When I did a documentary on my breakdown and depression last year, I said that it must be hard bordering on impossible for someone who does not get depression fully to understand what it is like.
The best description I could come up with is that it is like being dead and alive at the same time.
It is a feeling I know well. It is a feeling Stephen Fry knows well. It is one he has articulated so well. It is why when I wrote All In The Mind, he was one of the first people I sent it to, and typically generously, he allowed me to use some of his comments on the cover. So when Stephen Fry tweets that he is depressed, and thinking about giving up on Twitter, I join with others in assuming he is in that kind of state. I have sent him a private message. But my public message is that it is no good anyone saying, as people do, well what does he have to be depressed about, what with being incredibly successful, well-off and hugely popular?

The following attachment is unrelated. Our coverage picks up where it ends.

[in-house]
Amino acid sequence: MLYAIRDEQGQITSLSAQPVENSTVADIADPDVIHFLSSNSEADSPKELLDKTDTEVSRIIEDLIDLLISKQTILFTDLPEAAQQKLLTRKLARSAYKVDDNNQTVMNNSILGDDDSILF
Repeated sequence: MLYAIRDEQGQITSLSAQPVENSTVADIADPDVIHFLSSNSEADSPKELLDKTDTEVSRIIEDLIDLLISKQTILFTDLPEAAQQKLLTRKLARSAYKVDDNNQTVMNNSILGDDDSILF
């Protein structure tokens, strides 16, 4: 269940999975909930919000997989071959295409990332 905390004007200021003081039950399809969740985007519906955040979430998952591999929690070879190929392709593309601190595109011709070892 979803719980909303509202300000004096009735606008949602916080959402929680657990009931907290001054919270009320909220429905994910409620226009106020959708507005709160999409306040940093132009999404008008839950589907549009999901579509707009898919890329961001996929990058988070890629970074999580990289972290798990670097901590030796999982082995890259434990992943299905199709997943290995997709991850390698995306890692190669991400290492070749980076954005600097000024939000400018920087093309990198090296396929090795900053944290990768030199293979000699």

That is not how it works. Depression just is. It comes in and takes you over and even if your rational mind knows it will pass, you feel like it is defining your reality for ever.
It is being assumed, because Stephen made his comments in response to a twitterer who said he found his tweets ‘boring,’ that this is what triggered it. But it is almost certainly not so, that other factors will have been at play, and I doubt whether Stephen would be very happy if the twitterer in question was subject to a Jan Moir style avalanche.
I know Stephen fairly well. He is a really nice man as well as being extraordinarily clever and talented.
When recently he agreed to do one of our ‘Audience With’ sessions for Leukaemia Research, a packed theatre hung on every word as he recalled key episodes in his life and career.
He talked about his bipolar depression and recalled the time life got so on top of him that he fled a play he was appearing in, prompting a huge media frenzy which, in his depressed state, he had never imagined would ensue. He might well be feeling the same now, knowing that to some extent he is ‘public property’ but wishing when depressed that he could just be left alone.